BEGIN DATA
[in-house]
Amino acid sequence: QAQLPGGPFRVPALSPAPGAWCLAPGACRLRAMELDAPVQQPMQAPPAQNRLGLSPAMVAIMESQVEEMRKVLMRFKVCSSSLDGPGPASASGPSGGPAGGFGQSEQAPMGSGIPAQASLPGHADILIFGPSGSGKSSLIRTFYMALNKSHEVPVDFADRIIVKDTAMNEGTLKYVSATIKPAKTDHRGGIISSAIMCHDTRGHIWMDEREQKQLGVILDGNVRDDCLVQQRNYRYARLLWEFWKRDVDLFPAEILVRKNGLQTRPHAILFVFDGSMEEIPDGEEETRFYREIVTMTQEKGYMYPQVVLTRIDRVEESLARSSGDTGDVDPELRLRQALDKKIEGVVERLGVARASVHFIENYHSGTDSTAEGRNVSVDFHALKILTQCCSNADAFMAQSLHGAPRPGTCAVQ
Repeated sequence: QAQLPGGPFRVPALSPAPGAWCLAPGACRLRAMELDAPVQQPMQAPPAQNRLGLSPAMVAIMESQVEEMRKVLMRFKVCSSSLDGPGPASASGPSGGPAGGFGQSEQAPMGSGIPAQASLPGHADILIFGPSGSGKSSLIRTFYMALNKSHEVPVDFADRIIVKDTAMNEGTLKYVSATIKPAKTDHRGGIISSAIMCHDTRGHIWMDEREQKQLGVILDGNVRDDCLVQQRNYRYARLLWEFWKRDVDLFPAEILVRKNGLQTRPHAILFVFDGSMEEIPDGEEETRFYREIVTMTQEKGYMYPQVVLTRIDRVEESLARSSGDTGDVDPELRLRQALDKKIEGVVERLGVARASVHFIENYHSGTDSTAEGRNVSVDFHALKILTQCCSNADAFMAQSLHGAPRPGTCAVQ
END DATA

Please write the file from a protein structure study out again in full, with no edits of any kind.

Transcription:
[in-house]
Amino acid sequence: QAQLPGGPFRVPALSPAPGAWCLAPGACRLRAMELDAPVQQPMQAPPAQNRLGLSPAMVAIMESQVEEMRKVLMRFKVCSSSLDGPGPASASGPSGGPAGGFGQSEQAPMGSGIPAQASLPGHADILIFGPSGSGKSSLIRTFYMALNKSHEVPVDFADRIIVKDTAMNEGTLKYVSATIKPAKTDHRGGIISSAIMCHDTRGHIWMDEREQKQLGVILDGNVRDDCLVQQRNYRYARLLWEFWKRDVDLFPAEILVRKNGLQTRPHAILFVFDGSMEEIPDGEEETRFYREIVTMTQEKGYMYPQVVLTRIDRVEESLARSSGDTGDVDPELRLRQALDKKIEGVVERLGVARASVHFIENYHSGTDSTAEGRNVSVDFHALKILTQCCSNADAFMAQSLHGAPRPGTCAVQ
Repeated sequence: QAQLPGGPFRVPALSPAPGAWCLAPGACRLRAMELDAPVQQPMQAPPAQNRLGLSPAMVAIMESQVEEMRKVLMRFKVCSSSLDGPGPASASGPSGGPAGGFGQSEQAPMGSGIPAQASLPGHADILIFGPSGSGKSSLIRTFYMALNKSHEVPVDFADRIIVKDTAMNEGTLKYVSATIKPAKTDHRGGIISSAIMCHDTRGHIWMDEREQKQLGVILDGNVRDDCLVQQRNYRYARLLWEFWKRDVDLFPAEILVRKNGLQTRPHAILFVFDGSMEEIPDGEEETRFYREIVTMTQEKGYMYPQVVLTRIDRVEESLARSSGDTGDVDPELRLRQALDKKIEGVVERLGVARASVHFIENYHSGTDSTAEGRNVSVDFHALKILTQCCSNADAFMAQSLHGAPRPGTCAVQ